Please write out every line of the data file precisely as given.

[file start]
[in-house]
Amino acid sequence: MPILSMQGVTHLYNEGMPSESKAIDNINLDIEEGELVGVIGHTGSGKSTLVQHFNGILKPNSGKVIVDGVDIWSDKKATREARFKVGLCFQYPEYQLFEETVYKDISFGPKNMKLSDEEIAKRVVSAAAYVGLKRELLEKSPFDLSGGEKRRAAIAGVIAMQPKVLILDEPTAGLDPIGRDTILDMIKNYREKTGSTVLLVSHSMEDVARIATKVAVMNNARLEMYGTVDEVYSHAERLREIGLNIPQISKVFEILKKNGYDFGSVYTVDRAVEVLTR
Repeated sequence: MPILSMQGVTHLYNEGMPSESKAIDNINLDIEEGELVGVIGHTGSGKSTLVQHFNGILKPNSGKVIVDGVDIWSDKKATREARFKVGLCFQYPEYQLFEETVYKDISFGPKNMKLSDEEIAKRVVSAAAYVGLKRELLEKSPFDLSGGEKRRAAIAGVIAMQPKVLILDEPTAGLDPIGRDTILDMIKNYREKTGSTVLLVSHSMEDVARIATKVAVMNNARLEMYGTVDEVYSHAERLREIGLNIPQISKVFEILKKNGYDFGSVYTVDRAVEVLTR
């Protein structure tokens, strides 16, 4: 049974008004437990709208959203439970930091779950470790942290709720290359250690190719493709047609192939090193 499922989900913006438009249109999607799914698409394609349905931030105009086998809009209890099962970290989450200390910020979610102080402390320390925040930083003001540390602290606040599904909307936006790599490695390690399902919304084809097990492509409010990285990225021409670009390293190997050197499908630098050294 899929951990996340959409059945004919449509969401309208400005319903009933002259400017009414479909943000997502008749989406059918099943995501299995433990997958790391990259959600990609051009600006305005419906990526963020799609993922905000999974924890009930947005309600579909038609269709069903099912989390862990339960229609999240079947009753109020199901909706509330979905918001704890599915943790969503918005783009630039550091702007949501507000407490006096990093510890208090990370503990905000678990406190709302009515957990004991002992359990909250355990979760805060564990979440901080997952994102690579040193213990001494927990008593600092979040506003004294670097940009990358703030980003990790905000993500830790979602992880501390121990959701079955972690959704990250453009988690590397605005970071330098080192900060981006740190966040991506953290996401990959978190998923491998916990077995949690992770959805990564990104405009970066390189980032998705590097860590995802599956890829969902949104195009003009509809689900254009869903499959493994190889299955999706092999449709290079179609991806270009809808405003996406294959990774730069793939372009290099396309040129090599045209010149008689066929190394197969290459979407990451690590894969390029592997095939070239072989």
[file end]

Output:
[in-house]
Amino acid sequence: MPILSMQGVTHLYNEGMPSESKAIDNINLDIEEGELVGVIGHTGSGKSTLVQHFNGILKPNSGKVIVDGVDIWSDKKATREARFKVGLCFQYPEYQLFEETVYKDISFGPKNMKLSDEEIAKRVVSAAAYVGLKRELLEKSPFDLSGGEKRRAAIAGVIAMQPKVLILDEPTAGLDPIGRDTILDMIKNYREKTGSTVLLVSHSMEDVARIATKVAVMNNARLEMYGTVDEVYSHAERLREIGLNIPQISKVFEILKKNGYDFGSVYTVDRAVEVLTR
Repeated sequence: MPILSMQGVTHLYNEGMPSESKAIDNINLDIEEGELVGVIGHTGSGKSTLVQHFNGILKPNSGKVIVDGVDIWSDKKATREARFKVGLCFQYPEYQLFEETVYKDISFGPKNMKLSDEEIAKRVVSAAAYVGLKRELLEKSPFDLSGGEKRRAAIAGVIAMQPKVLILDEPTAGLDPIGRDTILDMIKNYREKTGSTVLLVSHSMEDVARIATKVAVMNNARLEMYGTVDEVYSHAERLREIGLNIPQISKVFEILKKNGYDFGSVYTVDRAVEVLTR
């Protein structure tokens, strides 16, 4: 049974008004437990709208959203439970930091779950470790942290709720290359250690190719493709047609192939090193 499922989900913006438009249109999607799914698409394609349905931030105009086998809009209890099962970290989450200390910020979610102080402390320390925040930083003001540390602290606040599904909307936006790599490695390690399902919304084809097990492509409010990285990225021409670009390293190997050197499908630098050294 899929951990996340959409059945004919449509969401309208400005319903009933002259400017009414479909943000997502008749989406059918099943995501299995433990997958790391990259959600990609051009600006305005419906990526963020799609993922905000999974924890009930947005309600579909038609269709069903099912989390862990339960229609999240079947009753109020199901909706509330979905918001704890599915943790969503918005783009630039550091702007949501507000407490006096990093510890208090990370503990905000678990406190709302009515957990004991002992359990909250355990979760805060564990979440901080997952994102690579040193213990001494927990008593600092979040506003004294670097940009990358703030980003990790905000993500830790979602992880501390121990959701079955972690959704990250453009988690590397605005970071330098080192900060981006740190966040991506953290996401990959978190998923491998916990077995949690992770959805990564990104405009970066390189980032998705590097860590995802599956890829969902949104195009003009509809689900254009869903499959493994190889299955999706092999449709290079179609991806270009809808405003996406294959990774730069793939372009290099396309040129090599045209010149008689066929190394197969290459979407990451690590894969390029592997095939070239072989």